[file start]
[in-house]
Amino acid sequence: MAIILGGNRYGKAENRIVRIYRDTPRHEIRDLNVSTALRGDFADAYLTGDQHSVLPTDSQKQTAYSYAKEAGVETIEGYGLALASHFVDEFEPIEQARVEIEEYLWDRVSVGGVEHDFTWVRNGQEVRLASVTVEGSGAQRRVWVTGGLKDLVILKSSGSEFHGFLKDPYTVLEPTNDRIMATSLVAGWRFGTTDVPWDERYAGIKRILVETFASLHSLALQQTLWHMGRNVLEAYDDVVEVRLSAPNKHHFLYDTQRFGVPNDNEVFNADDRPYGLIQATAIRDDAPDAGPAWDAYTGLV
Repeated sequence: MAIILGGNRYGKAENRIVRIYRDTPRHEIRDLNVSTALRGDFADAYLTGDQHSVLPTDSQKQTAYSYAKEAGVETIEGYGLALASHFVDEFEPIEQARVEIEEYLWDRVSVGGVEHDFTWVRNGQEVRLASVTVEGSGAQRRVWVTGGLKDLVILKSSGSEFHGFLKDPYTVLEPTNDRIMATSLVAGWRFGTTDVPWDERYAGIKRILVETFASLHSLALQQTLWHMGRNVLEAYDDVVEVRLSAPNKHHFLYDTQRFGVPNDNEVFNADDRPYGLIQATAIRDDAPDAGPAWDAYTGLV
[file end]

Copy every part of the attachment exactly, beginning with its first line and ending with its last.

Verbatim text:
[in-house]
Amino acid sequence: MAIILGGNRYGKAENRIVRIYRDTPRHEIRDLNVSTALRGDFADAYLTGDQHSVLPTDSQKQTAYSYAKEAGVETIEGYGLALASHFVDEFEPIEQARVEIEEYLWDRVSVGGVEHDFTWVRNGQEVRLASVTVEGSGAQRRVWVTGGLKDLVILKSSGSEFHGFLKDPYTVLEPTNDRIMATSLVAGWRFGTTDVPWDERYAGIKRILVETFASLHSLALQQTLWHMGRNVLEAYDDVVEVRLSAPNKHHFLYDTQRFGVPNDNEVFNADDRPYGLIQATAIRDDAPDAGPAWDAYTGLV
Repeated sequence: MAIILGGNRYGKAENRIVRIYRDTPRHEIRDLNVSTALRGDFADAYLTGDQHSVLPTDSQKQTAYSYAKEAGVETIEGYGLALASHFVDEFEPIEQARVEIEEYLWDRVSVGGVEHDFTWVRNGQEVRLASVTVEGSGAQRRVWVTGGLKDLVILKSSGSEFHGFLKDPYTVLEPTNDRIMATSLVAGWRFGTTDVPWDERYAGIKRILVETFASLHSLALQQTLWHMGRNVLEAYDDVVEVRLSAPNKHHFLYDTQRFGVPNDNEVFNADDRPYGLIQATAIRDDAPDAGPAWDAYTGLV